Canopy Growth Corp. (TSX:WEED)(NYSE:CGC) was rallying almost 10% at the time of writing last Thursday, the day of the announcement of its plan to acquire leading U.S. cannabis operator, Acreage Holdings.
In an attempt to keep its first mover advantage and extend it to the U.S., Canopy Growth has made this unprecedented move to acquire “at such time as cannabis production and sale becomes federally legal in the United States.”
So it’s an acquisition that is conditional changes in the federal law.
It’s a US$3.4 billion cash and stock deal that gives Canopy the means and pathway to enter the U.S. market as soon as it is legal.
Canopy is paying $300 million today for the right to make this acquisition should federal legalization occur.
So Canopy Growth will be reporting its fourth-quarter fiscal 2019 results in June, and until then, we can expect Canopy Growth stock to trade largely based on sentiment and excitement (or nervousness) about the future of cannabis and cannabis stocks.
The situation is fluid and rapidly evolving, so it remains difficult for investors to pin down a fair value for stocks such as Canopy Growth stock.
Let’s review the last quarter to see where we’re at.
Kilograms sold increased a whopping 334% and net revenue increased 282% versus the prior quarter as the average selling price declined 12%.
Losses continued to mount as expenses increased dramatically to fund the company’s growth plans. For example, SG&A expense represented 54% of net revenue versus 43% last year.
While this is to be expected, as the company is embarking on a very aggressive growth strategy, it is nevertheless something investors should watch, as it is falling to the bottom line, reducing earnings and cash flow numbers.
Also, shares outstanding increased dramatically, because of acquisitions and compensation.
So the company’s loss from operations was $157 million, and for the first nine months of this fiscal year the company had a loss of $1.45 per share.
Shares outstanding increased significantly, and net gain on the fair value of assets increased the earnings results once again.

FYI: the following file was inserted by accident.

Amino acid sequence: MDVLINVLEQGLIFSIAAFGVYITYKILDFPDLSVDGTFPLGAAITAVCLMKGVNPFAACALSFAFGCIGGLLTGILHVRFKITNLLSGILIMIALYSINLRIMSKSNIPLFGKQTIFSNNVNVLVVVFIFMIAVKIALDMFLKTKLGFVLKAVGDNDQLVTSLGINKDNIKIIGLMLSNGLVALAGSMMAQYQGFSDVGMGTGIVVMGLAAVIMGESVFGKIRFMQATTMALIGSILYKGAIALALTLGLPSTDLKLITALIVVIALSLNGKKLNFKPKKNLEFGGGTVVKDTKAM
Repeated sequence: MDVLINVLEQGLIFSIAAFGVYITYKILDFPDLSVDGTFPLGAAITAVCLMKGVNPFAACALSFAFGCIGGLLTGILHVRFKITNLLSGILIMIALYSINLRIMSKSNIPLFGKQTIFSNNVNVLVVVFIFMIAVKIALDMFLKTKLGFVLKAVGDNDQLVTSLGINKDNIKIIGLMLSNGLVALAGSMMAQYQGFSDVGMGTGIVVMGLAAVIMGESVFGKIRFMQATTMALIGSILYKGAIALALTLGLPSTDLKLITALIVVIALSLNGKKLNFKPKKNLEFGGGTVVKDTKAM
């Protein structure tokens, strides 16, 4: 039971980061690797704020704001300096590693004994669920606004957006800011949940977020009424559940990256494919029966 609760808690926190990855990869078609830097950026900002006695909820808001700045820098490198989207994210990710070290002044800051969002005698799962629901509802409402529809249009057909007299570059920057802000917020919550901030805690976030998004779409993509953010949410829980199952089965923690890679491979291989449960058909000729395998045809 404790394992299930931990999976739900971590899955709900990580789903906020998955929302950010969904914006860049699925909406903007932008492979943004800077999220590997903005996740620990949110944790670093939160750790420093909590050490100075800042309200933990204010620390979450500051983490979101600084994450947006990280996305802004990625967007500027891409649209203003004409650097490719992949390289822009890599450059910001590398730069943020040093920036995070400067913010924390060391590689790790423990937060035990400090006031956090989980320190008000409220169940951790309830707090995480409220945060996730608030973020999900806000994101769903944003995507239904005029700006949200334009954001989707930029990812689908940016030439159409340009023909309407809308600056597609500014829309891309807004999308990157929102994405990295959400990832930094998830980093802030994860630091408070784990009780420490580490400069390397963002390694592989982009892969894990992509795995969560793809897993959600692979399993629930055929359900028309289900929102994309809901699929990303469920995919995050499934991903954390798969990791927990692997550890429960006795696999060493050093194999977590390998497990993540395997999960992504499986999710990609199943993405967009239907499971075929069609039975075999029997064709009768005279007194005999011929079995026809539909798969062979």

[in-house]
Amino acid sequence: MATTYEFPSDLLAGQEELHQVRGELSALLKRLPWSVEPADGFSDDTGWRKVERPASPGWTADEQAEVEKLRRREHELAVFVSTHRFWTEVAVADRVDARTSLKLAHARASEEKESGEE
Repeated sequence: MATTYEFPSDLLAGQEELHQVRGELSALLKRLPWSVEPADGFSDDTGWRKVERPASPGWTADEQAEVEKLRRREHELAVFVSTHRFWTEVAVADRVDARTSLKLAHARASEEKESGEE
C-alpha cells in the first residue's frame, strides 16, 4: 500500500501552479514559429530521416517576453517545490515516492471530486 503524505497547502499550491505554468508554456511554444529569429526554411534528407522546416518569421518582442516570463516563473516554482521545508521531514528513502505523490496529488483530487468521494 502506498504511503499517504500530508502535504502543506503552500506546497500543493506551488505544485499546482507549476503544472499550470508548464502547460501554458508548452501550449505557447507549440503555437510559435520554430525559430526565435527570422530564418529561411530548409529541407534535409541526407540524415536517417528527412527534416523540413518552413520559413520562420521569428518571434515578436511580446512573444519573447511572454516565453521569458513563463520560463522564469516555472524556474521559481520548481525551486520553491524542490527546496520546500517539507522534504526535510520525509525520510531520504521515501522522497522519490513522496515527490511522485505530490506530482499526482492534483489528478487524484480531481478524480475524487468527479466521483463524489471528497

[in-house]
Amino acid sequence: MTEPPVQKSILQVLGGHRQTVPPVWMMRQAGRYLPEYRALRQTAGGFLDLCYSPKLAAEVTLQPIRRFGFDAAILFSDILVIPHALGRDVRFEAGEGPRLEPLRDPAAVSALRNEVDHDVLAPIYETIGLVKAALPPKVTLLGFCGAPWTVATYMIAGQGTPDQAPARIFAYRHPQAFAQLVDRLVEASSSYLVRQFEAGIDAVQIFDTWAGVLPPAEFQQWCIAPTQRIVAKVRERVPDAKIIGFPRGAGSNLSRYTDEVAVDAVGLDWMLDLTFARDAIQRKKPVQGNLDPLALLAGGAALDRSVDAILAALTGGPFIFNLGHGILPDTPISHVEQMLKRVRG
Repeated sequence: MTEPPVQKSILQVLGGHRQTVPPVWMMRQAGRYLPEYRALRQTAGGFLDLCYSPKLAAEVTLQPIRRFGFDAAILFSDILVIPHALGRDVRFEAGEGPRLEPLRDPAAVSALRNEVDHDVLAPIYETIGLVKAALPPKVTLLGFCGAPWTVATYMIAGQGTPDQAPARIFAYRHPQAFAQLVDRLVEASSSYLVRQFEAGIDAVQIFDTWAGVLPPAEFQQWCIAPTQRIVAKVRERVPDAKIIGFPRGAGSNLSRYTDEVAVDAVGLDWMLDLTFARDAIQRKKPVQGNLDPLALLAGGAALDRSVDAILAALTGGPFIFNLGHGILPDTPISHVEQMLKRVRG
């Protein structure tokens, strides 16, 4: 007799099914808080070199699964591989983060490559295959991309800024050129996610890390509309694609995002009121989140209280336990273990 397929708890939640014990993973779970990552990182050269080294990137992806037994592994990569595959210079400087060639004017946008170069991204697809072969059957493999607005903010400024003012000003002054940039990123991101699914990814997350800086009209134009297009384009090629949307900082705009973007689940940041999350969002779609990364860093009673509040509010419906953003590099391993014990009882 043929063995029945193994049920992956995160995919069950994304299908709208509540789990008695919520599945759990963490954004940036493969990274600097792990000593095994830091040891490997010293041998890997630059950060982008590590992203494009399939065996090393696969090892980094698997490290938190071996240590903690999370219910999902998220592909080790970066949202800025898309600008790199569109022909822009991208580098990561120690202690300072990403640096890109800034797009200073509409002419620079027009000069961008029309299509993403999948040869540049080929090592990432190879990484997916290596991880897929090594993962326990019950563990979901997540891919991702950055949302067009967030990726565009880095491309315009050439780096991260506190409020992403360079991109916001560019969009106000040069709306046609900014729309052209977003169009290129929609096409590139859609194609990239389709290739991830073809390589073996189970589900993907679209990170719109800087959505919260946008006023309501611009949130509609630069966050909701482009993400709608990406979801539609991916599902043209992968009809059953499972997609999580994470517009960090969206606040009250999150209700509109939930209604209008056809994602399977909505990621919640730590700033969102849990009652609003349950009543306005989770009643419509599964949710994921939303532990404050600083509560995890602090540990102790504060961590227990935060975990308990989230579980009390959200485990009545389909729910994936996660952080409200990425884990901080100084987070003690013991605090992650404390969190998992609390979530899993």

The stock and the industry are in their infancy and as can be expected, they are still lacking visibility, creating big risk for investors.
As an illustration of the risk and lack of visibility inherent in the stock, we can look at analysts’ earnings estimates for the next couple of years, which vary considerably.
This year’s range of EPS expectations is from as low as a loss of $2.74 to a loss of $0.64.
On the other hand, we are also seeing more partnerships and deals, which are increasingly giving the cannabis industry more opportunity and credibility.
Canopy remains the leading cannabis stock, with one of the most extensive global presences, and operations in 12 countries across five continents.
Be prepared for a wild ride, and if you’re up for it, add on weakness, and take profits to protect your money while you profit from this burgeoning business.
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This article represents the opinion of the writer, who may disagree with the “official” recommendation position of a Motley Fool premium service or advisor. We’re Motley! Questioning an investing thesis — even one of our own — helps us all think critically about investing and make decisions that help us become smarter, happier, and richer, so we sometimes publish articles that may not be in line with recommendations, rankings or other content.
Fool contributor Karen Thomas has no position in any of the stocks mentioned.